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Yes, GMO’s are Safe

27 Feb

My son, Nicholas, decided to write an essay about GMO’s for his Language Arts class. I encouraged him to use researched based information or information based on scientific experiments. This is what we found:

dna• Genetic Modified Organisms are plants and animals with changes in their DNA. These changes are made to improve their performance and availability. These genetic changes have been occurring for ten thousand years when farming began.

• Today, nearly all foods have been genetically modified. However, there are only 9 commercially approved GM crops available in the U.S.: soybeans, corn (field and sweet), canola, cotton, alfalfa, sugar beets, summer squash, papaya and potatoes. Soon GM apples will be coming to local markets. The nutrition and composition of these crops are the same as non-GMO’s foods. Also, our bodies digest them the same way as non-GM crops.

• These GMO’s do not present any new health risks—they do not cause new allergies, cancer, infertility, ADHD or any other diseases or conditions. Scientific authorities around the world such as the U.S. National Academy of Sciences, United Nations Food and Agriculture Organization, World Health Organization, the American Medical Association and the American Association for the Advancement of Science have examined hundreds of scientific studies. In conclusion, they found that GMO food crops do not pose more risks to people, animals or the environment.

• Before they reach the market, crops from GM seeds are studied extensively to make sure they are safe for people, animals and the environment. Today’s GM products are the most researched and tested agricultural products in history. Global regulatory agencies in seventy countries have reviewed the safety information and found no risks. apples

• In  the United States, GM crops are reviewed by at least 2, and sometimes 3, federal regulatory agencies: The U.S. Department of Agriculture (USDA), the Environmental Protection Agency (EPA) and the Food and Drug Administration (FDA).

While Facebook and other social media sites do an excellent job of spreading information, we have to remember that sometimes the information isn’t completely accurate. As with anything, the Extension office recommends using reputable sites and resources when doing research. The Extension office is glad to assist with researched based information for any questions or concerns you may have.


The Clock is Ticking…Countdown to Your Thanksgiving Feast! By Taylor Burrage, student in the UGA Dept. of Foods and Nutrition.

17 Nov

Can you believe that Thanksgiving is so close already? If you haven’t started planning yet, here are some ways to ensure a delicious and safe meal that you can be thankful for.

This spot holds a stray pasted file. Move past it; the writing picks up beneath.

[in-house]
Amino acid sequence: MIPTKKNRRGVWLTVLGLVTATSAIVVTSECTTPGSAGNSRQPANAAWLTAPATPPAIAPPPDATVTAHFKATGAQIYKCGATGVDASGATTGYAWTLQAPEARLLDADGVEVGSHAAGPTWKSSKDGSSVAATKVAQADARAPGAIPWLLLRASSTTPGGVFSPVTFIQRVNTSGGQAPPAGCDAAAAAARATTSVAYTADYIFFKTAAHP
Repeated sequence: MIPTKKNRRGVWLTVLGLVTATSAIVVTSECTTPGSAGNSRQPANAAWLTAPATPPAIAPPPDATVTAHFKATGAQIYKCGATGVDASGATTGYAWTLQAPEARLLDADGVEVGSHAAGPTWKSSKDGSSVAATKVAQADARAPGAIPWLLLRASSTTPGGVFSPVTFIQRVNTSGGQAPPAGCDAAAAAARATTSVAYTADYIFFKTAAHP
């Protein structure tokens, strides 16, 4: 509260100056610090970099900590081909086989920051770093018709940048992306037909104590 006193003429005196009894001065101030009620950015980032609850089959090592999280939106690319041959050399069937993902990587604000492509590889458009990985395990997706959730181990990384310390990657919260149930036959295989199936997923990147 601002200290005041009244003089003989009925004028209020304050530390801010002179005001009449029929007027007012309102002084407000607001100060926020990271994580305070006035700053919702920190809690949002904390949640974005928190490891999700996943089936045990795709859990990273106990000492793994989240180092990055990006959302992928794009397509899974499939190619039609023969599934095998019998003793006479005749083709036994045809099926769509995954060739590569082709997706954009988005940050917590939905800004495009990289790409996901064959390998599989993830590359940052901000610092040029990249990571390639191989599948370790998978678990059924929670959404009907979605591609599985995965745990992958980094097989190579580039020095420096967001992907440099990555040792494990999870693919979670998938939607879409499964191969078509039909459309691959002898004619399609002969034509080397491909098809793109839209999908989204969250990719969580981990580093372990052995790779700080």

Clear the Fridge! Use up as many foods in your refrigerator as you can right now. This will free up space for your turkey and all of your tasty leftovers. If you’re not sure if a specific food is still good to eat, call your local FACS Extension Agent at 1-800-Ask-UGA1 or the USDA Meat and Poultry Hotline at 1-888-MPHotline.  The USDA Hotline is open year-round Monday through Friday from 10 a.m. to 4 p.m. ET for calls or email at  Help is available in English and in Spanish.

Gather Your Equipment and Ingredients

  • Will your turkey fit in your roasting pan?
    • Do you have enough cooking and serving vessels for all of the dishes planned? Make sure they are all clean and ready to use.
  • Do you know where your food thermometer is? Is it calibrated to read accurately and ready to use?
  • Do you have all the ingredients for the recipes you are preparing?
    • Don’t leave perishable foods out at room temperature while you go to the store for the ingredients you forgot!

Buying the Turkey

  • Allow 1 pound of turkey per person. The quality is almost equal between fresh or frozen turkeys, so buy whatever is your personal preference. If buying a fresh turkey, check the date on the package. It is a good idea to buy it no more than two days in advance.

Cooking the Turkey

  • Use an oven temperature no lower than 325 degrees F.
  • Cook your turkey to a minimum internal temperature of 165ºF. You should take the temperature of ALL of the following parts of your turkey:
    • The innermost part of the thigh
    • The innermost part of the wing and
    • The thickest part of the breast.
  • An unstuffed turkey can take up to 3 hours to cook so plan ahead and your meal will be right on time!

celebration-315079__180For more information on food safety, contact your local Family and Consumer Sciences Extension Agent at 1-800-Ask-UGA1

¿Escuchastes? ¡Ya selló!